You want results. You’re passionate about meditation and life. Spacious involvement in the world’s complexity appeals more than spending your life in a cave.1 Emotions are important for you. You’d like to embrace the full spectrum of your embodied experience, with spacious presence, passion, and ease. You care more about finding new ways of being than in realizing “no-self.” You want meditation to enhance your relationships, not distance you from others.
Vajrayana practice should increase your sense of aliveness, your passionate enjoyment of life. It can also prepare you to handle difficult conversations with confidence, clarity, and kindness. It is deeply transformative, leading to tangible outcomes in your world. It results in fullness of being: creative, playful, powerful impact at home, in work, and on society. This kind of change takes time and commitment: it is about how your meditation affects your life and relationships. It takes a willingness to explore different perspectives, to experiment with unfamiliar ways of being.
“Fit” matters when looking for a Vajrayana meditation coach, because the learning process is highly personalized. Personality and relationship are important here; they are aspects of the path. Style and approach differ from one coach to another. With me, you learn through playful exploration and occasional challenges.
You care more about how methods work in your practice than in their traditional metaphysical frameworks. In our coaching sessions, we will approach all methods in terms of their intended effects—that is, what they were designed to do, how they’re supposed to work, and what happens when you engage with them. You will explore the details of your meditation practice, and fine-tune according to results. We will also look at how your life and meditation affect each other. What do you want to change? What are the patterns of interaction that limit your freedom, self-expression, and presence? How might meditating with your emotions transform your day-to-day experience?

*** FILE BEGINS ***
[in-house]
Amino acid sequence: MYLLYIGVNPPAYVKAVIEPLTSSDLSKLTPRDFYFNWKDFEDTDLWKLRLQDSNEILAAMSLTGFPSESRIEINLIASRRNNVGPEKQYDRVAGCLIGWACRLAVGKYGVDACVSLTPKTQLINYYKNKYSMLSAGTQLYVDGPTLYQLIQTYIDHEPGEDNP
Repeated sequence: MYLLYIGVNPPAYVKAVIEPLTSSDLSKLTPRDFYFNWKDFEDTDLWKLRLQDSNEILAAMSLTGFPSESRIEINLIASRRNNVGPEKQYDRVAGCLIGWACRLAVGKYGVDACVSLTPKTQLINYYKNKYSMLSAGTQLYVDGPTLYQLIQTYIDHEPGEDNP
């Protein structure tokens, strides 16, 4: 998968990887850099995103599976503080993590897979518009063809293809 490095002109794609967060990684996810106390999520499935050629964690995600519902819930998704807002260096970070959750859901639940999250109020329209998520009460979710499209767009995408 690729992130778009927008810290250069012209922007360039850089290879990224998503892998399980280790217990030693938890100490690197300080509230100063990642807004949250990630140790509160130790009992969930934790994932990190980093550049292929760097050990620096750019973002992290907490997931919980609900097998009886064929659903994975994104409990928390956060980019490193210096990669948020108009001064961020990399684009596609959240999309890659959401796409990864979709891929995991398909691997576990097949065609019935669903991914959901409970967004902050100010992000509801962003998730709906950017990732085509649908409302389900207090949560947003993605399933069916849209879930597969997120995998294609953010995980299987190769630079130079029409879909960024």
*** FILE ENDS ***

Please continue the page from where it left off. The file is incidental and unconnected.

It’s likely that you prefer to take a metasystematic approach towards your practice. That means you don’t expect a prescribed system, and that you want help to discover what teachings and practices are appropriate for your circumstances. Usually, our practice discussions are exploratory. You like questions. You want to inquire into your experience in detail or to experiment with different language and frameworks.
I will help you establish a life-affirming Vajrayana practice. I’ve coached many clients in the transition from a Sutric style of meditation, meaning concentrated focus with a worldview that advocates detachment. This is not always easy. It can be frustratingly elusive, particularly if you are quite driven and perfectionist. However, it will be transformative. It may alter your way of being in ways you never imagined.
Vajrayana trains powerful, kind, responsible leaders; people who are inspiring and inspired to do cool stuff in the world. If that moves you, ask me for a consultation. Tell me about your meditation experience and why you want coaching.
Before you become a client, we’ll have a conversation to discuss whether we’re a good fit for each other. That gives you the opportunity to reflect, and usually gives us a lot to explore. When we meet, I’ll ask you to talk about your practice so I get a sense of how it fits in your life, and what’s working or not for you. I might ask you to go into more detail on something you say, or we might take a deep dive on an aspect of your practice that seems important.
I always reply to consultation requests within two days… so if you don’t hear from me, something’s gone wrong! Check your spam box for my email and get back to me if there’s a problem.
I can also help with a book study curriculum if you’re interested.
I meet with some clients regularly, once or twice a month. Others like to check in every now and then, on an ad hoc basis. Some arrange daily sessions, when they are on retreat, for example.
I charge $150 per hour for an individual coaching session and $180 per hour for a group of two or three.
- 1.Although, caves are full of cool stuff, and you’d probably enjoy that too.